Objectives: To determine the proportion of women who have pregnancy terminations as private patients in Victoria who do not intend to claim a procedure fee rebate from Medicare, to compare characteristics of women who intend to submit a Medicare claim with those who do not and to compare the findings to the results from a similar study conducted in NSW in 1992.
Design, setting and participants: This was a cross-sectional observational study over a 12-week period. Women having a pregnancy termination service in eight large Victorian private clinics were invited to complete a brief written questionnaire.
Outcome measure: The proportion of women who did not have a Medicare card or who had a Medicare card but did not intend to use it to claim from Medicare.
Results: Of the 1,329 women who responded, 13.1% either did not have a Medicare card or did not intend to use their card to claim a Medicare rebate. A further 20.7% of respondents were not sure about whether they would submit a claim. Women who intended to claim a Medicare rebate were different from women who did not according to age, language spoken at home, residency, citizenship and distance travelled to the service. These results are very similar to the findings from the 1992 NSW study.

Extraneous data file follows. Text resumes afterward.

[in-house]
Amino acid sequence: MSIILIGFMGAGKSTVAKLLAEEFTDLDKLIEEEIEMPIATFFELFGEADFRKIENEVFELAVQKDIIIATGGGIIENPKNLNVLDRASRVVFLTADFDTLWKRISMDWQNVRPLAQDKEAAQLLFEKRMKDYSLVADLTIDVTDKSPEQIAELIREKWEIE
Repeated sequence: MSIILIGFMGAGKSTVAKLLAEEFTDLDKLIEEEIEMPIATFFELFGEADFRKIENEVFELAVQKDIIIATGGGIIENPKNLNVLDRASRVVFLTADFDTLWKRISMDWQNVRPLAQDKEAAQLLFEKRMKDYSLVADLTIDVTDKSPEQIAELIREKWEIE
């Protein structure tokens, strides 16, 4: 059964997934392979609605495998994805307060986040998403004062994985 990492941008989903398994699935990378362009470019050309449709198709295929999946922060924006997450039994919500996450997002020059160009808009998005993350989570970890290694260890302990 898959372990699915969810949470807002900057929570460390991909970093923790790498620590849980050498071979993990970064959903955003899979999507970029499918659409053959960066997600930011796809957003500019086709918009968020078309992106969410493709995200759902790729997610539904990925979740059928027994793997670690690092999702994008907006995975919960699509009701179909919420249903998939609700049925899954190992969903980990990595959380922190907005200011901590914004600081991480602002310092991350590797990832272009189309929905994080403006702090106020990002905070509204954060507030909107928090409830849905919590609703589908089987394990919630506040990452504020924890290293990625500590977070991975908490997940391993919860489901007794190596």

Conclusion: Between 13.1% and 33.8% of private Victorian pregnancy terminations were estimated to not be recorded at the Health Insurance Commission. Health Insurance Commission records of Medicare rebate claims for pregnancy terminations are an incomplete and somewhat biased record of the services that are provided and are likely to have been so for some time.